.

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RAH:

The s/w exiting the Deep South early Friday will phase with another 
(though weaker) s/w in the northern stream and lift newd across the 
Carolinas Friday afternoon, taking a slight negative tilt as it does 
so. Surface based instability has trended more unstable compared to 
36-24 hours ago with the NAM depicting MLCAPE values between 500 and 
1000 j/kg over the region by mid day. While the kinematics not as 
impressive as last Friday, presence of 35kts low level jet and 
central NC in the nose of a 100+kt upper jet will provide enough 
shear and lift to generate thunderstorms, some of which could be 
strong/locally severe. The main severe weather hazard will be 
locally damaging straightline winds. Based on current timing, the 
threat for a strong/severe storm will be mainly across the eastern 
Piedmont, Sandhills and the Coastal Plain during the afternoon 
hours. 

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day2otlk_1730.gif?1556214295524

1:30pm SPC update:

...Carolinas to the Middle Atlantic region...

   Southern-stream shortwave trough will deamplify as it becomes
   absorbed within the base of an amplifying northern-stream trough and
   move off the Atlantic Seaboard early Friday. The northern-stream
   trough will continue through the Carolinas and Middle Atlantic
   region during the day accompanied by a cold front. Modest low-level
   moisture with dewpoints in the upper 50s to lower 60s F will advect
   through the warm sector along a 50 kt low-level jet. This in
   conjunction with some cloud breaks will destabilize the boundary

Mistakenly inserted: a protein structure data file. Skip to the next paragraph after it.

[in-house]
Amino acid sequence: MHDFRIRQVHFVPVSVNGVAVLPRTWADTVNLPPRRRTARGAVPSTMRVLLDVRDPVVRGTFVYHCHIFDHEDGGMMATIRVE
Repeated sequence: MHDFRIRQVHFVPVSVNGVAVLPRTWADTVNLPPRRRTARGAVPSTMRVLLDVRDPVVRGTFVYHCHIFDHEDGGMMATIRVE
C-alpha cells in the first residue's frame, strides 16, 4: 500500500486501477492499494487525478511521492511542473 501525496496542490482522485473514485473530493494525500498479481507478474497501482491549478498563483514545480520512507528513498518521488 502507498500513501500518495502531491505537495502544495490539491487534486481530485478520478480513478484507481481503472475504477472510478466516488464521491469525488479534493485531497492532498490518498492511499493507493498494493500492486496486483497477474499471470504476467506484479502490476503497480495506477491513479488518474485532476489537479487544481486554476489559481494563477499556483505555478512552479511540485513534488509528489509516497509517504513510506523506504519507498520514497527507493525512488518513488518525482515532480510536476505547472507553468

layer with MLCAPE from 500-1000 J/kg possible. Some thunderstorms
   may be ongoing along the NC coast early Friday in association with
   the leading shortwave trough. Farther upstream, storms are expected
   to intensify along and ahead of the cold front as the boundary layer
   destabilizes from VA into NC and possibly as far south as SC.
   Strengthening mid-upper wind profiles accompanying the
   northern-stream shortwave trough will support 40-45 kt effective
   bulk shear supportive of embedded organized structures with storms
   developing within the evolving squall line and some supercells with
   any storms developing ahead of the line. Damaging wind appears to be
   the main threat,  but isolated tornadoes are also possible. Severe
   threat should end by early evening as the cold front moves offshore.

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Coming in at peak heating...

RAH:

Showers and scattered storms moving into the W CWA at the start of 
this period are expected to grow upscale and strengthen as they head 
E through Fri afternoon and encounter increasing diurnal 
destabilization within a background of strengthening deep layer 
shear. A nose of 50-60 kt mid level winds will spread in during the 
afternoon, just behind a 40-45 kt SW 850 mb jet and beneath 
strengthening upper divergence along and just ahead of the trough 
axis. These improving kinematics in conjunction with marginal to 
moderate destabilization should facilitate organization of 
convection into a wavy line or bowing segments capable of producing 
pockets of straight line wind damage, with a lesser risk of a weak 
tornado or two. The primary threat will be in the afternoon, 
decreasing by early evening as the surface cold front sweeps to our 
E and brings about late-night W-to-E clearing. Highs should range 
from the lower 70s NW, a minimal diurnal rise due to the clouds and 
precip, ranging to the upper 70s/near 80 E. With cold air advection 
Fri night, lows should be in the upper 40s to lower 50s. Frequent 
gusts to 25-30 kts are expected with SW surface winds ahead of the 
front, with gustiness lingering into early evening immediately 
behind the front as winds veer to W and WNW. -GIH

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I know this isnt covering the Triad, but dang it sure feels like a thunderstorm kinda day.  I just need some rain.....cant believe I just said that.

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From RAH:

As of 256 PM Saturday...

The main concern the rest of today is the svr tstm potential assoc 
with the line of storms presently moving across E TN and W NC, along 
with the discrete cells out ahead of the line. Latest mesoanalysis